It may be my imagination, but I think not. I can’t remember the last time I saw someone smoking.
I’ve even forgotten the smell of cigarette smoke.
According to the Centers for Disease Control and Prevention, smoking is still the leading cause of disease and death in the United States. Smoking is responsible for one in five deaths and for medical costs ranging from $50 billion to $73 billion a year. Eighteen percent of adult Americans still smoke.
As I’ve bragged before, giving up cigarettes was one of the most difficult and courageous accomplishments of my mostly long and happy life.
Never miss a local story.
A little internet research unearthed some interesting facts about this worldwide addiction:
▪ Sir Walter Raleigh was so hooked on nicotine, he took his pipe with him to the scaffold when he was beheaded.
▪ Smoking was thought to cure syphilis in mid-16th century Europe.
▪ Between 1627 and 1644 in China, smokers were punished by having their nostrils slit or having the skin lashed from their backs.
▪ Women began smoking publicly in the 1920s. Currently, smoking is said to kill an estimated total of 178,000 women annually in the United States.
Crying time again
As the basketball season dribbles to an end, it’s crying time again for coaches in some locker rooms across America. These include N.C. State’s Mark Gottfried, who was dismissed after a six-year tenure with the Wolfpack.
College coaching is one of the few professions in which job security depends primarily on the abilities of others more than upon one’s own qualifications.
Too many missed three-pointers, interceptions or lack of energy and incentive on the part of youths not yet or barely out of their teens can spell doom for even the Einsteins of coaching.
Sports fans are tough taskmasters. Their lust for winning is insatiable. More L’s than W’s after a coach’s name is cause for concern. Even a few losing seasons make fans (synonym for fanatics) restless. Many such seasons make them angry and impatient.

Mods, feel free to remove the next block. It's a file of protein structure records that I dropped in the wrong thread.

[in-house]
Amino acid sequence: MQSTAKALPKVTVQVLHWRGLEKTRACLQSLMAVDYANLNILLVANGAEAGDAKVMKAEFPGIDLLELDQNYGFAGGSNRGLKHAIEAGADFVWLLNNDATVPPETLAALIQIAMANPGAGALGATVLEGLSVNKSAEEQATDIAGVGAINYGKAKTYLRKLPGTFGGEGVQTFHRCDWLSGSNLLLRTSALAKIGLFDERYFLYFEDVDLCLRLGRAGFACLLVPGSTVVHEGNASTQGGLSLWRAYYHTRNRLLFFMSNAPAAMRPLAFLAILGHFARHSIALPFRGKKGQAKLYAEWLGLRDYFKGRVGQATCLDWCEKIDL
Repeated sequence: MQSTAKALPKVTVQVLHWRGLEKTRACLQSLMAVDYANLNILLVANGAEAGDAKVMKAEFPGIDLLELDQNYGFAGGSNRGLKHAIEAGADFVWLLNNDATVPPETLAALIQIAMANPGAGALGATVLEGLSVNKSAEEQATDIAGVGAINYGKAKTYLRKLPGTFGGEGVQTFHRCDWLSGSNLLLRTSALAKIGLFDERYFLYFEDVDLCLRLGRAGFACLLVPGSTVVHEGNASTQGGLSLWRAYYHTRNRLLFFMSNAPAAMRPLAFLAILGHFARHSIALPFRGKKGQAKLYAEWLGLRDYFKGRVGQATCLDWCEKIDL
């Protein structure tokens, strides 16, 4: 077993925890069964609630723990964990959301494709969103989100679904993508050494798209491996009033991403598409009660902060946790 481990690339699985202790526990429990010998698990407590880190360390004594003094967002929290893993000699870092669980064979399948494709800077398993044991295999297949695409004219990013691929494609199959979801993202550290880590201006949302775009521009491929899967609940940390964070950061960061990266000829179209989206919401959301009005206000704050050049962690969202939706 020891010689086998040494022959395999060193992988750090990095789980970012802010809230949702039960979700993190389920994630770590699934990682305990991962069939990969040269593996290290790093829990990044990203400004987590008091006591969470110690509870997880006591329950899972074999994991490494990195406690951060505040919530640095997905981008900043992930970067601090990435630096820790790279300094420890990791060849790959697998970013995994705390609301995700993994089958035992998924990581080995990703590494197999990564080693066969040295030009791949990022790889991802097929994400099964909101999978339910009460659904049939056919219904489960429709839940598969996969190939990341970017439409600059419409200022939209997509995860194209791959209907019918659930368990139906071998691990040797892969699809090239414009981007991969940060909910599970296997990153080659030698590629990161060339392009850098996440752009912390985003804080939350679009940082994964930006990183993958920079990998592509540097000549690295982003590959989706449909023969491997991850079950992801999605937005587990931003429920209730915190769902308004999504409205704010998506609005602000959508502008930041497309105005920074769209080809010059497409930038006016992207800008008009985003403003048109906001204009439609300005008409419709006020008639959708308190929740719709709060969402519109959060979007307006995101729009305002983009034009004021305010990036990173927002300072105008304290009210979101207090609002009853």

I don’t know Gottfried personally. But my impression of him, arrived from hearsay and reading the sports pages, is that he was capable, responsible, hardworking and deserving of respect from players and public.
I read some of the internet feedback following Gottfried’s dismissal. Practically all the comments were positive.
I particularly liked one response: “Thank you, Mark Gottfried. Hopefully, I can buy you a beer some day at an airport bar.”
Thanks for your suggestions on how to combat insomnia, including this one from retired federal court Judge Earl Britt.
“My remedy is simple: Think of nothing,” he writes. “It is the racing mind that conjures up thoughts of the next day’s activities, particularly when one awakens early, that prevents resumption of restful sleep. Erase thoughts from your mind and resume your sleep.
“I once told a friend of this remedy and he immediately quipped, ‘Earl, that should be easy for you!’”
Britt’s suggestion doesn’t work for me. Clearing the mind, at least to me, seems impossible.
The mind is much like a municipal landfill, full of discarded experiences and memories accumulated since childhood. I have limited, if any, control over what will resurface during my conscious hours. Furthermore, what emerges during my unconscious hours (sleep in the form of dreams) is even less under my control.
The General Assembly is awarding a $2,500 bonus to third-grade teachers whose students reach third-grade reading level.
Ye gods and little fishes. What kind of thinking is this?
What about all those first- and second-grade teachers who make it possible for those third-graders to attain third-grade level in reading? Where are their bonuses?
Sounds as if our lawmakers are thinking at kindergarten level. Again.